14. Theo notes that ATF used hand molds and punchcutting for fitters’ molds until the foundry’s end.
15. The auction itself is excellently recounted by Gregory Jackson Walters in his short ­pamphlet Auction of the Century: The Sale of the American Type Founders Company. The booklet was ­letterpress-printed by Phillip Driscoll of Clinton, Michigan. Its text was set on a Linotype.
16. Theo doesn’t like the word apprentice. When he finally retired, he sold the guild to Micah and his partner, Daniel Morris. He stays on to train Micah, and to play the trumpet for Micah and Micah’s dog, Bucket.
17. In fact, ATF’s history of losing history goes back to well before World War II. The Benton engraver, for example, needs the operator to understand lots of equations to get full use out of the machine. When Benton died, a lot died with him. After the ATF plant moved, Benton’s office was not adequately preserved: Patricia Cost notes, for example, that his engraving-factor ­tables were lost. ATF spent years bringing in mathematicians to reconstruct them, but they were unsuccessful.
18. C. William Miller, in his seminal study “Benjamin Franklin’s Philadelphia Type,” concluded that Franklin purchased type in units of three hundred pounds per size. When you look at pre-Linotype composing rooms from the 1880s, you see whole floors full of type cabinets, with hundreds of men receding into the distance. Ink by the barrel, as they say, and type by the ton.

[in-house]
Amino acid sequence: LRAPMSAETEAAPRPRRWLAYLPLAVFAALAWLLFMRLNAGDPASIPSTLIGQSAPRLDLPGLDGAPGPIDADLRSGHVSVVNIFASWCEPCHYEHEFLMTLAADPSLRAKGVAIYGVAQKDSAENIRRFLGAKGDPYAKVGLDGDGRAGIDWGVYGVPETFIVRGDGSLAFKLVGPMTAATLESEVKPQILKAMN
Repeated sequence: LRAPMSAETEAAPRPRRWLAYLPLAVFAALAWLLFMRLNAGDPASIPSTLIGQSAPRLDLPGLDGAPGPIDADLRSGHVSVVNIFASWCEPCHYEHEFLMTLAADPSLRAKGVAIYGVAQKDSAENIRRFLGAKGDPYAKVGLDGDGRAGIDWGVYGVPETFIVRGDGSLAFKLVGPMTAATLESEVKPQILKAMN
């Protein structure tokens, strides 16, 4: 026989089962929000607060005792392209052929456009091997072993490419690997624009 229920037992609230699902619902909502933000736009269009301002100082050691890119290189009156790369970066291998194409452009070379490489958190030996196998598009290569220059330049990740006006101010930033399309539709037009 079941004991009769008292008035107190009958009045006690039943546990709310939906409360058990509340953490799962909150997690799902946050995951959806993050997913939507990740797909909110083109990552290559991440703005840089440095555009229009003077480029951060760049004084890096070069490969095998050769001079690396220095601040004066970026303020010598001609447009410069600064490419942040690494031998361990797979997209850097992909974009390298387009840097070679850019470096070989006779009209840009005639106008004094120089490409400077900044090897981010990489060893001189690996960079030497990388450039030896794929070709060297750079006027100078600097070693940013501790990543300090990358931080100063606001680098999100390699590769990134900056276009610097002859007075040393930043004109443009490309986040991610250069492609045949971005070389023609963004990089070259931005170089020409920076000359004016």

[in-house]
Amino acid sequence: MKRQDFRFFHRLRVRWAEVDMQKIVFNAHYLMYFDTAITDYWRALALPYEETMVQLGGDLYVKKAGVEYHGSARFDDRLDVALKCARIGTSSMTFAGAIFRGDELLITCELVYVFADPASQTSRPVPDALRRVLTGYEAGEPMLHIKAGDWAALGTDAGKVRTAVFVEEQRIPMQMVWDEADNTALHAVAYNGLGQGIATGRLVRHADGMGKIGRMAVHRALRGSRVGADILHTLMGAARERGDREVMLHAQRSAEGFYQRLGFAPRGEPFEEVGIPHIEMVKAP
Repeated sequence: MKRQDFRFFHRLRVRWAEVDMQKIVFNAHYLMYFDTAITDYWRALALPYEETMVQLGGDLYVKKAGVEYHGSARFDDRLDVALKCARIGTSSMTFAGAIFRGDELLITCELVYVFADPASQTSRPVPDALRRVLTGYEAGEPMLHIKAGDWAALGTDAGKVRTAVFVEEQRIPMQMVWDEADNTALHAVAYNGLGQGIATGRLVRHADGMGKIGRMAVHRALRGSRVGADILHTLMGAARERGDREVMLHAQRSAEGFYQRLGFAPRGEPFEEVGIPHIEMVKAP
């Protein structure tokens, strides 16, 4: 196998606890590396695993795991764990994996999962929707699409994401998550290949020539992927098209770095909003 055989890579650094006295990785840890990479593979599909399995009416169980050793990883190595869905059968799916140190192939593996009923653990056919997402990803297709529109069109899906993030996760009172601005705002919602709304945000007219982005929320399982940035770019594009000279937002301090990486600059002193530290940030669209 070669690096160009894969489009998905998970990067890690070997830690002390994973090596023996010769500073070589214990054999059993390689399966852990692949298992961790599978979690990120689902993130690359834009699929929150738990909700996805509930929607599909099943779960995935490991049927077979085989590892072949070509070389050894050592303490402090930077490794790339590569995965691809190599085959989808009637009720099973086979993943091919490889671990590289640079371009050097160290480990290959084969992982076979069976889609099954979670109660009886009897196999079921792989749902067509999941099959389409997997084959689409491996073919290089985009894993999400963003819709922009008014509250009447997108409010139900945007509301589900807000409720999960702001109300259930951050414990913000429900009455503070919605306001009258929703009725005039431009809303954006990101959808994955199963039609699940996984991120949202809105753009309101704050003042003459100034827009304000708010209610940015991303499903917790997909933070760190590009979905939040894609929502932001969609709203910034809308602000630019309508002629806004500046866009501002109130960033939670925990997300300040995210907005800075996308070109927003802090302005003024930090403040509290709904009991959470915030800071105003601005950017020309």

19. “Mats” is short for “matrices.”
20. There are two other engravers known to be in use, one owned by Ed Rayher and the other by Dan Carr. As far as the other three engravers, there is one in Australia, and Gregory ­
Walters owns two, but none of those are known to be operational.
21. From The Invention of Printing: A Collection of Facts and Opinions Descriptive of Early Prints and Playing Cards, the Block-Books of the Fifteenth Century, the Legend of Lourens Janszoon Coster, of Haarlem, and the Work of John Gutenberg and His ­Associates, second edition. New York: F. Hart, 1878.